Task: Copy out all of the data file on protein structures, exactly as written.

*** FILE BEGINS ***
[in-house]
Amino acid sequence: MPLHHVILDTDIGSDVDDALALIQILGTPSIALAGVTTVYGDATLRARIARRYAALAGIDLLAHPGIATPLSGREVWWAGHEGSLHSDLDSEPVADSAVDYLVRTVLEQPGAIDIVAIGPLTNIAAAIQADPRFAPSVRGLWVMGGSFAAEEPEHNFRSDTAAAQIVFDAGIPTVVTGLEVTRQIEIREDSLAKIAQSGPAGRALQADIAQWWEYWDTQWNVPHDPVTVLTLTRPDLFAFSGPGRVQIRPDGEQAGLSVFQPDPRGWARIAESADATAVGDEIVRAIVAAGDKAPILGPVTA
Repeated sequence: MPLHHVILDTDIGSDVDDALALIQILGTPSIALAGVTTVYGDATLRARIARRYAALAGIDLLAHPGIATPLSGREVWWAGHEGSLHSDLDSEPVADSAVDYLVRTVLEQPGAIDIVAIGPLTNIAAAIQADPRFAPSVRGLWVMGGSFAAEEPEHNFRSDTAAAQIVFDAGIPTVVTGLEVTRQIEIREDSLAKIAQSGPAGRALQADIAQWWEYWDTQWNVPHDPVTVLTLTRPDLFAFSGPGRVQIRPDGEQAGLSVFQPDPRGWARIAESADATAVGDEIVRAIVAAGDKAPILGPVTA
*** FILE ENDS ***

[in-house]
Amino acid sequence: MPLHHVILDTDIGSDVDDALALIQILGTPSIALAGVTTVYGDATLRARIARRYAALAGIDLLAHPGIATPLSGREVWWAGHEGSLHSDLDSEPVADSAVDYLVRTVLEQPGAIDIVAIGPLTNIAAAIQADPRFAPSVRGLWVMGGSFAAEEPEHNFRSDTAAAQIVFDAGIPTVVTGLEVTRQIEIREDSLAKIAQSGPAGRALQADIAQWWEYWDTQWNVPHDPVTVLTLTRPDLFAFSGPGRVQIRPDGEQAGLSVFQPDPRGWARIAESADATAVGDEIVRAIVAAGDKAPILGPVTA
Repeated sequence: MPLHHVILDTDIGSDVDDALALIQILGTPSIALAGVTTVYGDATLRARIARRYAALAGIDLLAHPGIATPLSGREVWWAGHEGSLHSDLDSEPVADSAVDYLVRTVLEQPGAIDIVAIGPLTNIAAAIQADPRFAPSVRGLWVMGGSFAAEEPEHNFRSDTAAAQIVFDAGIPTVVTGLEVTRQIEIREDSLAKIAQSGPAGRALQADIAQWWEYWDTQWNVPHDPVTVLTLTRPDLFAFSGPGRVQIRPDGEQAGLSVFQPDPRGWARIAESADATAVGDEIVRAIVAAGDKAPILGPVTA